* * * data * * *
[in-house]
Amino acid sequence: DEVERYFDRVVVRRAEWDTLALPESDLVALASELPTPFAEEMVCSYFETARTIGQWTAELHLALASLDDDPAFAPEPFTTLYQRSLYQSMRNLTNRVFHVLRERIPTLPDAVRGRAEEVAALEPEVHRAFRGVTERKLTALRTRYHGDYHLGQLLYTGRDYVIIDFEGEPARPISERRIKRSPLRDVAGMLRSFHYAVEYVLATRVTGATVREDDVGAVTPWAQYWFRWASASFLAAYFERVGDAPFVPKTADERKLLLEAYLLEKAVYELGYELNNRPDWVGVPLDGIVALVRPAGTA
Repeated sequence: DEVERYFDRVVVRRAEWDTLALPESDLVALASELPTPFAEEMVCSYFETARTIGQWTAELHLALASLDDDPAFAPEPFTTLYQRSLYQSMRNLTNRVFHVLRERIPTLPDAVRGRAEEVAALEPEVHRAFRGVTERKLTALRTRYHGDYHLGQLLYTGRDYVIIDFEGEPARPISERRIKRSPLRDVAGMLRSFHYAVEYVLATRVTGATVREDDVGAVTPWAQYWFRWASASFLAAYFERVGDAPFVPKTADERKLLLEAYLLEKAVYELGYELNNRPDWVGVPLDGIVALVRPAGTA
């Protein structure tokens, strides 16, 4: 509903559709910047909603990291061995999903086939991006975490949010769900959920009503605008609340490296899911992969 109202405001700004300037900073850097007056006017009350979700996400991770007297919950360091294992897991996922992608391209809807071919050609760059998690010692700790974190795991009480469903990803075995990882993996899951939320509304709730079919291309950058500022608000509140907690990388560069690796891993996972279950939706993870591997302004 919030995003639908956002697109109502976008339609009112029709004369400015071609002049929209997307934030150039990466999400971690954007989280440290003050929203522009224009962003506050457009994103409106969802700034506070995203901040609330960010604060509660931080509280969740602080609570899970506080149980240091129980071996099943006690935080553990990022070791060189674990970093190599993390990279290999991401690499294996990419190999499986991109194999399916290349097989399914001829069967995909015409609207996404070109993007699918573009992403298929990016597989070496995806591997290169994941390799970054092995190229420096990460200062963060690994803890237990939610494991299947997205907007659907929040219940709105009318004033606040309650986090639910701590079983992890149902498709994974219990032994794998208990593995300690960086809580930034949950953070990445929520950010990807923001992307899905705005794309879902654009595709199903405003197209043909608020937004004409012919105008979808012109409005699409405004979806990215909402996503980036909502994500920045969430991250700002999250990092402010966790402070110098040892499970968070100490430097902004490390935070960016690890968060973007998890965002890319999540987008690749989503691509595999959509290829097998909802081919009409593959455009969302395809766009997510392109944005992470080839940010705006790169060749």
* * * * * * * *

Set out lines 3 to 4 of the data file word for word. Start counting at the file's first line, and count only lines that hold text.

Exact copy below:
Repeated sequence: DEVERYFDRVVVRRAEWDTLALPESDLVALASELPTPFAEEMVCSYFETARTIGQWTAELHLALASLDDDPAFAPEPFTTLYQRSLYQSMRNLTNRVFHVLRERIPTLPDAVRGRAEEVAALEPEVHRAFRGVTERKLTALRTRYHGDYHLGQLLYTGRDYVIIDFEGEPARPISERRIKRSPLRDVAGMLRSFHYAVEYVLATRVTGATVREDDVGAVTPWAQYWFRWASASFLAAYFERVGDAPFVPKTADERKLLLEAYLLEKAVYELGYELNNRPDWVGVPLDGIVALVRPAGTA
């Protein structure tokens, strides 16, 4: 509903559709910047909603990291061995999903086939991006975490949010769900959920009503605008609340490296899911992969 109202405001700004300037900073850097007056006017009350979700996400991770007297919950360091294992897991996922992608391209809807071919050609760059998690010692700790974190795991009480469903990803075995990882993996899951939320509304709730079919291309950058500022608000509140907690990388560069690796891993996972279950939706993870591997302004 919030995003639908956002697109109502976008339609009112029709004369400015071609002049929209997307934030150039990466999400971690954007989280440290003050929203522009224009962003506050457009994103409106969802700034506070995203901040609330960010604060509660931080509280969740602080609570899970506080149980240091129980071996099943006690935080553990990022070791060189674990970093190599993390990279290999991401690499294996990419190999499986991109194999399916290349097989399914001829069967995909015409609207996404070109993007699918573009992403298929990016597989070496995806591997290169994941390799970054092995190229420096990460200062963060690994803890237990939610494991299947997205907007659907929040219940709105009318004033606040309650986090639910701590079983992890149902498709994974219990032994794998208990593995300690960086809580930034949950953070990445929520950010990807923001992307899905705005794309879902654009595709199903405003197209043909608020937004004409012919105008979808012109409005699409405004979806990215909402996503980036909502994500920045969430991250700002999250990092402010966790402070110098040892499970968070100490430097902004490390935070960016690890968060973007998890965002890319999540987008690749989503691509595999959509290829097998909802081919009409593959455009969302395809766009997510392109944005992470080839940010705006790169060749």